And now Bennett, himself an author working on a book about grave-robbing, is launching what looks to be the first in a series of readings based out of the Nevertold Casket Co. It’s a pairing that makes sense — what’s an ancient curse, after all, without a few books and incantations around to add an eldritch air?
For a store that wraps itself so thoroughly in the past, the first Nevertold reading is a surprisingly current affair. Readers include Jenny Zhang, the Brooklyn-based poet and short story author who headlined the most recent APRIL Festival; local poetry dynamo Sarah Galvin; monologist and weed culture expert David Schmader; Sonya Vatomsky, whose debut poetry collection is titled Salt Is For Curing; and James Gendron, whose book title Sexual Boat (Sex Boats) tells you just about everything you need to know.
This is a strong lineup of local and local-friendly writing talent — seriously, if Zhang reads here one more time this year, we’re going to get to claim her as a part-time Seattle author — that should suitably christen a new reading venue in the Seattle firmament. With all due respect to the many bookstores and libraries that host readings all the time, occasionally pulling events into a nontraditional reading venue keeps the readings format fresh and surprising. If all that isn’t enough to attract your attention, event organizers also promise a cask of “haunted beer” from Outlander Brewery to keep things nice and spiritual.
Halloween, by any calendar’s reckoning, is two page-turns away. And it’s highly unlikely that all the readers at this event are going to thematically obsess on the macabre. But the unhinged hilarity of a Galvin reading can’t help but take on a new meaning when contextualized by sterling silver crow’s feet charms and funeral chairs from the 1900s. What’s a celebration of life without a little death mixed in at the fringes to keep things interesting?
Nevertold Casket Company, 509 13th Ave., http://nevertoldcasket.com. Free. 21+. 8 p.m.
Electric Literature cites a new study which "found that readers of literary fiction — but not commercial fiction — have a better understanding of other people’s emotions."
Yeah, unless there's a scientific method to determine the difference between commercial fiction and literary fiction, this sounds like bunk to me — the kind of easy study which enforces preconceived notions about art and commerce. But if there's one damn thing the internet loves, it's using scientific studies to enforce their own preconceived notions.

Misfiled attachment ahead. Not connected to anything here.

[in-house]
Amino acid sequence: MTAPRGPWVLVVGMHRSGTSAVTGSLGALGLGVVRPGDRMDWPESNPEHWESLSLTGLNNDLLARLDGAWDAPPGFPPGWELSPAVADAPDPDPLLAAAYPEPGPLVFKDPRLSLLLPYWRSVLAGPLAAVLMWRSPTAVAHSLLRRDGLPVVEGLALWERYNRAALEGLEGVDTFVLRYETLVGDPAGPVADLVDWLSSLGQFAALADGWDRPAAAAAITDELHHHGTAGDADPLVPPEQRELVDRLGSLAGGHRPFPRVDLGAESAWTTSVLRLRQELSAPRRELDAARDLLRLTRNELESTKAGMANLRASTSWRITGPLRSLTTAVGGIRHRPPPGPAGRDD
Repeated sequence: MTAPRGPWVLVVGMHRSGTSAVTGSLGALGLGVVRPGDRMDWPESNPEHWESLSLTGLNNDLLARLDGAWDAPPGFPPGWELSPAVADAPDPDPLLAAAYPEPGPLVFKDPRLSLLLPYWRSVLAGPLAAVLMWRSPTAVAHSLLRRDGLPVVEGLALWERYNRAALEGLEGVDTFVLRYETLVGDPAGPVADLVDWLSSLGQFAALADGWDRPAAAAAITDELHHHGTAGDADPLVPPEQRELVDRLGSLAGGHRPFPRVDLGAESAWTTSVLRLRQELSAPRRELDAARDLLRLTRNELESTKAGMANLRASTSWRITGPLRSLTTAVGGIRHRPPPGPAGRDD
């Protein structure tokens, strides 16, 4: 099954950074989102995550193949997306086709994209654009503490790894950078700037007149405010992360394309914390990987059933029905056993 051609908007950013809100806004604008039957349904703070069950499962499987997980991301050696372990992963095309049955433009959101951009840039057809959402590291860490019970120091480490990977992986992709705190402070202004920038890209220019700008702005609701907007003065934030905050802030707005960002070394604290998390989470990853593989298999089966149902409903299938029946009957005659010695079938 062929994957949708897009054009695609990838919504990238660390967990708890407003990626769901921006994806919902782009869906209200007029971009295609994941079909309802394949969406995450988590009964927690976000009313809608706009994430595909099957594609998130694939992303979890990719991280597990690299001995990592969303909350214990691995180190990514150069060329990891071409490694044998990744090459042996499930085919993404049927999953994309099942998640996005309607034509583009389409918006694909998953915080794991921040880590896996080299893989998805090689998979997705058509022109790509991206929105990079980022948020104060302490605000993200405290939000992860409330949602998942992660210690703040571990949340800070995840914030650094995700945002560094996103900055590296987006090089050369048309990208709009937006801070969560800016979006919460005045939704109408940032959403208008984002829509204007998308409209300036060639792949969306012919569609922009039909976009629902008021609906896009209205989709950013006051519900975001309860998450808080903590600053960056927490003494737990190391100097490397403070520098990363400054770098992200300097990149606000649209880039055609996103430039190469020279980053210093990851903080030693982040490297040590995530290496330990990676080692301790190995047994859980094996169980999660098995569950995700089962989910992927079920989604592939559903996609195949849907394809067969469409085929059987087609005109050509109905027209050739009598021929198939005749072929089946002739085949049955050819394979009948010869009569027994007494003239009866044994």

So if you see someone on Facebook trying to spread this study around, please ask some questions: what's the difference between literary and commercial fiction? If you read a work that is 75% commercial and 25% literary, are you then 25% more empathetic? Is Kurt Vonnegut commercial fiction or literary fiction? What about comics? What the hell are you supposed to do with the conclusions of this study, except feel smug if you happen to prefer literary fiction to commercial fiction?
My diaphragm left behind
A mind works funny when it comes to sex
important things crash
A fire wound takes everything away
Random acts of nature relentless
Internalized violence a fog
I killed the frog for science
What we love we destroy
Yesterday I was a sex machine
My warrior searching a way to spark
Internet recessions scare me
I wanted to sleep with him
but my diaphragm was lost
His talking politics turned me off
What fool runs a train so fast?
Dying we land in the book of the dead
Damage occurs when you play the target
If only sex solved problems
We are soon to topple
Did I mention violation?
Law of the strong versus the weak
Mandatory sex is one way to subjugate
Someone was fucking in the warehouse
tools got slimmed, a rack fell over
solid groundwork was laid
A multitude of actions equals no progress
My ass plays tricks on your brain
There is no time for sex unless forced
Did you call the powers into a meeting?
The landlord too busy to attend
The accountant buried in his books
The secretary took notes even though no one showed
The notes were scant
People who don’t vote are like pigeons
dead on the side of the road
Evil an often-traveled trail
Anger stores up in cellular tissue
No heart can stand a broken back
We must learn to ignore much of everything
Survival, a game we lose
No jackpot named freedom
When did Clockwork Orange become fun?
A thrill a minute means alive
An exchange of body secretions
Sponsor Hugo House is here to let you know about two upcoming event series, both of which are tremendously awesome. First: Word Works: writers on writing. Six writers talkinga bout their process and skills, each focused on a particular part of writing. Second: Hugo Literary Series, where writers and musicians are given a theme or prompt, and debut original work based around that prompt live in front of an audience.